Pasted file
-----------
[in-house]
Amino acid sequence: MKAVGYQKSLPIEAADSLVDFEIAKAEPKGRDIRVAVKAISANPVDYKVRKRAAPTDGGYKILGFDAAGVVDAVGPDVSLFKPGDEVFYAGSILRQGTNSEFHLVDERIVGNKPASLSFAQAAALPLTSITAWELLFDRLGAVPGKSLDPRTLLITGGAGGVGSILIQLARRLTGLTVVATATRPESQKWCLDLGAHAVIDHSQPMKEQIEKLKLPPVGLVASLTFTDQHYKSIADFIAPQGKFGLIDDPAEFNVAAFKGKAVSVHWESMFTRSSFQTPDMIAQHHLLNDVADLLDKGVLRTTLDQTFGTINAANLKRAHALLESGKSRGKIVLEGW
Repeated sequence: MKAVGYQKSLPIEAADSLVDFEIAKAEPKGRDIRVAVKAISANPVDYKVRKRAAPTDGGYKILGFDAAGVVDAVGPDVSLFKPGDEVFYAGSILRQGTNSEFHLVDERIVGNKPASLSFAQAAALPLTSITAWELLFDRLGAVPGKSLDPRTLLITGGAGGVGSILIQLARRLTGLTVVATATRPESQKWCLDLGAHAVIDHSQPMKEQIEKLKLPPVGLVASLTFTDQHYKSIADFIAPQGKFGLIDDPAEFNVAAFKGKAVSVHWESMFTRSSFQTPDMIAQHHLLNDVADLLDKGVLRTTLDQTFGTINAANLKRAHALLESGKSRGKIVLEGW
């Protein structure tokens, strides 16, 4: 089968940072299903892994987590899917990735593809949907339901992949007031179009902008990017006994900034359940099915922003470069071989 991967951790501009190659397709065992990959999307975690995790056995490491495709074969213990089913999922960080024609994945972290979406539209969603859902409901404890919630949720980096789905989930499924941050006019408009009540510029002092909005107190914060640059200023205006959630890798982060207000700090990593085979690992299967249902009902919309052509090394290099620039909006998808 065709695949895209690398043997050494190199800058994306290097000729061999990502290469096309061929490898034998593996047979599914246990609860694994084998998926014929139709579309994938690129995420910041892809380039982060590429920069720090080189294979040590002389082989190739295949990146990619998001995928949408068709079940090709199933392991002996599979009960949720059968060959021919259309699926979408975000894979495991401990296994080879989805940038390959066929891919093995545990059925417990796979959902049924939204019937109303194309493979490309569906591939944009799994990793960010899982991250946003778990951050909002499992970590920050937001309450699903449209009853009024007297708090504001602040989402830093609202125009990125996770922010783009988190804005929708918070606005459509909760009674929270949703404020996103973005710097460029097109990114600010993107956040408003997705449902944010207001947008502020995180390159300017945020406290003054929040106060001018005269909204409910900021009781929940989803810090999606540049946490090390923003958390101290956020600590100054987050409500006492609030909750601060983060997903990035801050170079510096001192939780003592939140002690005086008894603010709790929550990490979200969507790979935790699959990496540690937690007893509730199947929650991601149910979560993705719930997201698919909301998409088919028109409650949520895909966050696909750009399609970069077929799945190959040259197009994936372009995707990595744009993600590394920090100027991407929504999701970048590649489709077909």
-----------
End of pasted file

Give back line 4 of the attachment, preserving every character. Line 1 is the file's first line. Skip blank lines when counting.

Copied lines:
């Protein structure tokens, strides 16, 4: 089968940072299903892994987590899917990735593809949907339901992949007031179009902008990017006994900034359940099915922003470069071989 991967951790501009190659397709065992990959999307975690995790056995490491495709074969213990089913999922960080024609994945972290979406539209969603859902409901404890919630949720980096789905989930499924941050006019408009009540510029002092909005107190914060640059200023205006959630890798982060207000700090990593085979690992299967249902009902919309052509090394290099620039909006998808 065709695949895209690398043997050494190199800058994306290097000729061999990502290469096309061929490898034998593996047979599914246990609860694994084998998926014929139709579309994938690129995420910041892809380039982060590429920069720090080189294979040590002389082989190739295949990146990619998001995928949408068709079940090709199933392991002996599979009960949720059968060959021919259309699926979408975000894979495991401990296994080879989805940038390959066929891919093995545990059925417990796979959902049924939204019937109303194309493979490309569906591939944009799994990793960010899982991250946003778990951050909002499992970590920050937001309450699903449209009853009024007297708090504001602040989402830093609202125009990125996770922010783009988190804005929708918070606005459509909760009674929270949703404020996103973005710097460029097109990114600010993107956040408003997705449902944010207001947008502020995180390159300017945020406290003054929040106060001018005269909204409910900021009781929940989803810090999606540049946490090390923003958390101290956020600590100054987050409500006492609030909750601060983060997903990035801050170079510096001192939780003592939140002690005086008894603010709790929550990490979200969507790979935790699959990496540690937690007893509730199947929650991601149910979560993705719930997201698919909301998409088919028109409650949520895909966050696909750009399609970069077929799945190959040259197009994936372009995707990595744009993600590394920090100027991407929504999701970048590649489709077909």